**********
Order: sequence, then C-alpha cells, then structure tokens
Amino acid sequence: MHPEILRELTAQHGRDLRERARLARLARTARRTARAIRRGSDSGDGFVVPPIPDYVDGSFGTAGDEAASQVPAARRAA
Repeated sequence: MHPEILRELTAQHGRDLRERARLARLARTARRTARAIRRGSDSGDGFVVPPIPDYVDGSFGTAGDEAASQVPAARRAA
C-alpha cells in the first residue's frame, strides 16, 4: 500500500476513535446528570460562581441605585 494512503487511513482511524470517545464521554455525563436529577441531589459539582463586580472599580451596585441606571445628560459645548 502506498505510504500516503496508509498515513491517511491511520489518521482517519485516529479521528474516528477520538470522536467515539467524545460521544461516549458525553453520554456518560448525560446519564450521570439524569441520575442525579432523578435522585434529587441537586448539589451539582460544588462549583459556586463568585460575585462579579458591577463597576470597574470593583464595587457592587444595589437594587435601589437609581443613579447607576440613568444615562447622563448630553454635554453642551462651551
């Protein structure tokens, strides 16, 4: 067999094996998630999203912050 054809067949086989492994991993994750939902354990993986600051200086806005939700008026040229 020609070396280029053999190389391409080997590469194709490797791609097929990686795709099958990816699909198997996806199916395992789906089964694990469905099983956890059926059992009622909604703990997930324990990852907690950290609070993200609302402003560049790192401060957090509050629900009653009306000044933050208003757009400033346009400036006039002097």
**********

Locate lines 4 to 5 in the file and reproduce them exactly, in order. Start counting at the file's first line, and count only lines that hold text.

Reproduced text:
C-alpha cells in the first residue's frame, strides 16, 4: 500500500476513535446528570460562581441605585 494512503487511513482511524470517545464521554455525563436529577441531589459539582463586580472599580451596585441606571445628560459645548 502506498505510504500516503496508509498515513491517511491511520489518521482517519485516529479521528474516528477520538470522536467515539467524545460521544461516549458525553453520554456518560448525560446519564450521570439524569441520575442525579432523578435522585434529587441537586448539589451539582460544588462549583459556586463568585460575585462579579458591577463597576470597574470593583464595587457592587444595589437594587435601589437609581443613579447607576440613568444615562447622563448630553454635554453642551462651551
């Protein structure tokens, strides 16, 4: 067999094996998630999203912050 054809067949086989492994991993994750939902354990993986600051200086806005939700008026040229 020609070396280029053999190389391409080997590469194709490797791609097929990686795709099958990816699909198997996806199916395992789906089964694990469905099983956890059926059992009622909604703990997930324990990852907690950290609070993200609302402003560049790192401060957090509050629900009653009306000044933050208003757009400033346009400036006039002097």